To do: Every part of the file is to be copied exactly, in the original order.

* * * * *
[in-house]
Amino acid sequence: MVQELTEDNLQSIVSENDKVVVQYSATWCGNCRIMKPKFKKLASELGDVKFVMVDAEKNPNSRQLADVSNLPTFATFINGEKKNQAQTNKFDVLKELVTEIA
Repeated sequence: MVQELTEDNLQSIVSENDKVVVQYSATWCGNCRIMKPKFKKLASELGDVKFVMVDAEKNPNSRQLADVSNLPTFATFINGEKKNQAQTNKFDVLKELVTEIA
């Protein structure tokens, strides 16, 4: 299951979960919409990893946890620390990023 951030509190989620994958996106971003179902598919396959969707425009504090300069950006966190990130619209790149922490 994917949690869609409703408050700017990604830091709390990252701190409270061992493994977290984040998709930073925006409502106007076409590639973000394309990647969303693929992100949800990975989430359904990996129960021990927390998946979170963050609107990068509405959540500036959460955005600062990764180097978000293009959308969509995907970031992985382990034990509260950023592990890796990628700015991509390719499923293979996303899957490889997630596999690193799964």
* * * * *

[in-house]
Amino acid sequence: MVQELTEDNLQSIVSENDKVVVQYSATWCGNCRIMKPKFKKLASELGDVKFVMVDAEKNPNSRQLADVSNLPTFATFINGEKKNQAQTNKFDVLKELVTEIA
Repeated sequence: MVQELTEDNLQSIVSENDKVVVQYSATWCGNCRIMKPKFKKLASELGDVKFVMVDAEKNPNSRQLADVSNLPTFATFINGEKKNQAQTNKFDVLKELVTEIA
């Protein structure tokens, strides 16, 4: 299951979960919409990893946890620390990023 951030509190989620994958996106971003179902598919396959969707425009504090300069950006966190990130619209790149922490 994917949690869609409703408050700017990604830091709390990252701190409270061992493994977290984040998709930073925006409502106007076409590639973000394309990647969303693929992100949800990975989430359904990996129960021990927390998946979170963050609107990068509405959540500036959460955005600062990764180097978000293009959308969509995907970031992985382990034990509260950023592990890796990628700015991509390719499923293979996303899957490889997630596999690193799964």